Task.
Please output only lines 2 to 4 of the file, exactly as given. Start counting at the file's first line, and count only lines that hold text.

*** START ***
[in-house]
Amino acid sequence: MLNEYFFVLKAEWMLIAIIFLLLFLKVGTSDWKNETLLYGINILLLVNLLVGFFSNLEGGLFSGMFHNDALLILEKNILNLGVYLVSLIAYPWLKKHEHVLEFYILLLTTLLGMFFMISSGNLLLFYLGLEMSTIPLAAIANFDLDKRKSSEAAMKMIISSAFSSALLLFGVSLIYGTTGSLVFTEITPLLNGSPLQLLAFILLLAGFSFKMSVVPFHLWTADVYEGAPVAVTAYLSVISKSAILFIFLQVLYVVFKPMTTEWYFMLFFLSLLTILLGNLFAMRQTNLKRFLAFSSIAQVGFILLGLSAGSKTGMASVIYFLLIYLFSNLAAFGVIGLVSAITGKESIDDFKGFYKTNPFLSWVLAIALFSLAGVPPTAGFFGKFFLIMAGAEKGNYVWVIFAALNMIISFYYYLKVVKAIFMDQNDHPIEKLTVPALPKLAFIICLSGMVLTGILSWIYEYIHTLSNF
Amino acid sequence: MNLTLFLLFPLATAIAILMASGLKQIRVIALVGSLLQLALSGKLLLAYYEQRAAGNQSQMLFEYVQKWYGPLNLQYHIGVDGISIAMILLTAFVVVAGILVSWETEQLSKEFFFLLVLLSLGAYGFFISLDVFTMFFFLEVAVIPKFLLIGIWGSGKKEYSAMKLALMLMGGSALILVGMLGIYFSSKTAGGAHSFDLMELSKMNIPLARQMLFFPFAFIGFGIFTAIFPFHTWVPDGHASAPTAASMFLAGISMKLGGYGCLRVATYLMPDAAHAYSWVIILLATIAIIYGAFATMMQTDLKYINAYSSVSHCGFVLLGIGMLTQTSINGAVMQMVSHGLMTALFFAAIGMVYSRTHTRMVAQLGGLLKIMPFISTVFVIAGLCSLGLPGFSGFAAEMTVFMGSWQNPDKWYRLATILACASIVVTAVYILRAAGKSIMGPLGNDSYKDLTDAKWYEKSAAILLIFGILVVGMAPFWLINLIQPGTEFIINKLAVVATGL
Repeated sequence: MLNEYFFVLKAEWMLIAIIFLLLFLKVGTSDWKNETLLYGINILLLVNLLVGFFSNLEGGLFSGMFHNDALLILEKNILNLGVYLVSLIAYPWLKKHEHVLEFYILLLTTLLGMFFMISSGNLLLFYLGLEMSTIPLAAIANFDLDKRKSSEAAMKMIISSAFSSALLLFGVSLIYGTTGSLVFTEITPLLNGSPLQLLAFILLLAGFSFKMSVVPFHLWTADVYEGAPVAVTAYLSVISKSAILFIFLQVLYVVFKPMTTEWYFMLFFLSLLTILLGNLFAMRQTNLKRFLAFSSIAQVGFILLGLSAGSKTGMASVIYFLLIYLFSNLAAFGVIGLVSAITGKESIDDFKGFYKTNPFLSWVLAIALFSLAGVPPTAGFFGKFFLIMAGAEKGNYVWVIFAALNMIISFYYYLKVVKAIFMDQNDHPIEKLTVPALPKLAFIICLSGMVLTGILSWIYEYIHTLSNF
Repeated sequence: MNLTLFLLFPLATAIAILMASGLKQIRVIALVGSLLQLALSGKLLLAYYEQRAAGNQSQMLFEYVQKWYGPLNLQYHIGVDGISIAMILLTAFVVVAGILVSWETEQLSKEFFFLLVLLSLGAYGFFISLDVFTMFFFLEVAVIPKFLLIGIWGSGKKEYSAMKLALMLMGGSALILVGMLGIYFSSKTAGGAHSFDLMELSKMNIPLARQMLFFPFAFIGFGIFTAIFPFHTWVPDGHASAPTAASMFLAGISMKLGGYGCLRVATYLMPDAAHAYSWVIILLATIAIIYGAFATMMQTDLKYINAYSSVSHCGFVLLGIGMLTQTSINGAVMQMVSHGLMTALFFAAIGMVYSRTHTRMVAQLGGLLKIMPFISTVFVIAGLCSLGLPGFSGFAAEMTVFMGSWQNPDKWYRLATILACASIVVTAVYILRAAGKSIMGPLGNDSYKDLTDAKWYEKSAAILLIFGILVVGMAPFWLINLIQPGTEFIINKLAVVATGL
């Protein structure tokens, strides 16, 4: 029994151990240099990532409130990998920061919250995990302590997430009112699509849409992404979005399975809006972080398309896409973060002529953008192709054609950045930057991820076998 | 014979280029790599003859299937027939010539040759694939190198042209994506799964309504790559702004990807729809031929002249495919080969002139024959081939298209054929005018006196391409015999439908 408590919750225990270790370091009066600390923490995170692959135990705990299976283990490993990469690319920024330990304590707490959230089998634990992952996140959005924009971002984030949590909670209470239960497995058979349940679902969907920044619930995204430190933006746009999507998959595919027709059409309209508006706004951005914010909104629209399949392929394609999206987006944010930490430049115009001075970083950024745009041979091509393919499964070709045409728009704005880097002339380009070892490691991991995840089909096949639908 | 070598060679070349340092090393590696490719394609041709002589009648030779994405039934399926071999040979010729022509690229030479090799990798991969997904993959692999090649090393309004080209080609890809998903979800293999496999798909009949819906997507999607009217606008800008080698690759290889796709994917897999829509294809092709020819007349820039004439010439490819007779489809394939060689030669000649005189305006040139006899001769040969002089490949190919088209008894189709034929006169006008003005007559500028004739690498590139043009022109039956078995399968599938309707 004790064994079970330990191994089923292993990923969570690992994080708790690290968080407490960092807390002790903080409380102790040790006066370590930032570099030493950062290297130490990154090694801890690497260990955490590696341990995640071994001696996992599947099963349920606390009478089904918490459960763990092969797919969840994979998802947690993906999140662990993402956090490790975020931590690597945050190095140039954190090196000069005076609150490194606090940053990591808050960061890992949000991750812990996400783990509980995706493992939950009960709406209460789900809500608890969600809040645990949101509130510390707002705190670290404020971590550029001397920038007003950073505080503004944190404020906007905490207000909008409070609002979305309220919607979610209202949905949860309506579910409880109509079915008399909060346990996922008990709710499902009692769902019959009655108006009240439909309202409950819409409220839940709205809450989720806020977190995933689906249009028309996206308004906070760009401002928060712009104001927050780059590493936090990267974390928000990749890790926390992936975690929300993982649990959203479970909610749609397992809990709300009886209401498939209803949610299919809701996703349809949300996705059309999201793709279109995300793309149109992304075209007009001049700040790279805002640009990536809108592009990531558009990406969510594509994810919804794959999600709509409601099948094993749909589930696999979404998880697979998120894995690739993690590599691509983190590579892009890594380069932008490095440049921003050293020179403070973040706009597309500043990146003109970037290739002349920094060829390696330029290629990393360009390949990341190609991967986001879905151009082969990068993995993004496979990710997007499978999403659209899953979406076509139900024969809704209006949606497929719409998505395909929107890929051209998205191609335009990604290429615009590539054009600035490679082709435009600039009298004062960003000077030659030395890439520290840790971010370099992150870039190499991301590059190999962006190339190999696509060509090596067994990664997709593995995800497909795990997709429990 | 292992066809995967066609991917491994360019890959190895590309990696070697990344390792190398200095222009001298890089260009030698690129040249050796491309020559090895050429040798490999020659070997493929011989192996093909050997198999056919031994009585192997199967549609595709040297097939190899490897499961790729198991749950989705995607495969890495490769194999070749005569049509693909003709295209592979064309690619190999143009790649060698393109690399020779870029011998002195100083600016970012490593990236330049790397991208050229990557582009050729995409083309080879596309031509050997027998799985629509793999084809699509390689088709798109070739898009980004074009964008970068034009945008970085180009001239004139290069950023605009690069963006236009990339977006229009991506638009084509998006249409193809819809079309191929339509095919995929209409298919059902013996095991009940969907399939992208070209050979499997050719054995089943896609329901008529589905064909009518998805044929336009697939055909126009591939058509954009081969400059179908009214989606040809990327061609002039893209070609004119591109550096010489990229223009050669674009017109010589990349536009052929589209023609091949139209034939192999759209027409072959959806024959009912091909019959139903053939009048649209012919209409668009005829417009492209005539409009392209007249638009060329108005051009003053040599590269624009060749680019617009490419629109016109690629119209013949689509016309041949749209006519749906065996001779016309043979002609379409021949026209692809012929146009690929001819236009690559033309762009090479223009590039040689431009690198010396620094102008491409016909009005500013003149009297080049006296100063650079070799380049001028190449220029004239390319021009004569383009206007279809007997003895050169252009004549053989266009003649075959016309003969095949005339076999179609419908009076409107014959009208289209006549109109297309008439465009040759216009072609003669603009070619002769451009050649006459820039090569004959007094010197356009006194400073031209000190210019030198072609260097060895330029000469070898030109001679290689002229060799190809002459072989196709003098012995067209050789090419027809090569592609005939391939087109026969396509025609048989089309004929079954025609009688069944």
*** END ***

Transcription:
Amino acid sequence: MLNEYFFVLKAEWMLIAIIFLLLFLKVGTSDWKNETLLYGINILLLVNLLVGFFSNLEGGLFSGMFHNDALLILEKNILNLGVYLVSLIAYPWLKKHEHVLEFYILLLTTLLGMFFMISSGNLLLFYLGLEMSTIPLAAIANFDLDKRKSSEAAMKMIISSAFSSALLLFGVSLIYGTTGSLVFTEITPLLNGSPLQLLAFILLLAGFSFKMSVVPFHLWTADVYEGAPVAVTAYLSVISKSAILFIFLQVLYVVFKPMTTEWYFMLFFLSLLTILLGNLFAMRQTNLKRFLAFSSIAQVGFILLGLSAGSKTGMASVIYFLLIYLFSNLAAFGVIGLVSAITGKESIDDFKGFYKTNPFLSWVLAIALFSLAGVPPTAGFFGKFFLIMAGAEKGNYVWVIFAALNMIISFYYYLKVVKAIFMDQNDHPIEKLTVPALPKLAFIICLSGMVLTGILSWIYEYIHTLSNF
Amino acid sequence: MNLTLFLLFPLATAIAILMASGLKQIRVIALVGSLLQLALSGKLLLAYYEQRAAGNQSQMLFEYVQKWYGPLNLQYHIGVDGISIAMILLTAFVVVAGILVSWETEQLSKEFFFLLVLLSLGAYGFFISLDVFTMFFFLEVAVIPKFLLIGIWGSGKKEYSAMKLALMLMGGSALILVGMLGIYFSSKTAGGAHSFDLMELSKMNIPLARQMLFFPFAFIGFGIFTAIFPFHTWVPDGHASAPTAASMFLAGISMKLGGYGCLRVATYLMPDAAHAYSWVIILLATIAIIYGAFATMMQTDLKYINAYSSVSHCGFVLLGIGMLTQTSINGAVMQMVSHGLMTALFFAAIGMVYSRTHTRMVAQLGGLLKIMPFISTVFVIAGLCSLGLPGFSGFAAEMTVFMGSWQNPDKWYRLATILACASIVVTAVYILRAAGKSIMGPLGNDSYKDLTDAKWYEKSAAILLIFGILVVGMAPFWLINLIQPGTEFIINKLAVVATGL
Repeated sequence: MLNEYFFVLKAEWMLIAIIFLLLFLKVGTSDWKNETLLYGINILLLVNLLVGFFSNLEGGLFSGMFHNDALLILEKNILNLGVYLVSLIAYPWLKKHEHVLEFYILLLTTLLGMFFMISSGNLLLFYLGLEMSTIPLAAIANFDLDKRKSSEAAMKMIISSAFSSALLLFGVSLIYGTTGSLVFTEITPLLNGSPLQLLAFILLLAGFSFKMSVVPFHLWTADVYEGAPVAVTAYLSVISKSAILFIFLQVLYVVFKPMTTEWYFMLFFLSLLTILLGNLFAMRQTNLKRFLAFSSIAQVGFILLGLSAGSKTGMASVIYFLLIYLFSNLAAFGVIGLVSAITGKESIDDFKGFYKTNPFLSWVLAIALFSLAGVPPTAGFFGKFFLIMAGAEKGNYVWVIFAALNMIISFYYYLKVVKAIFMDQNDHPIEKLTVPALPKLAFIICLSGMVLTGILSWIYEYIHTLSNF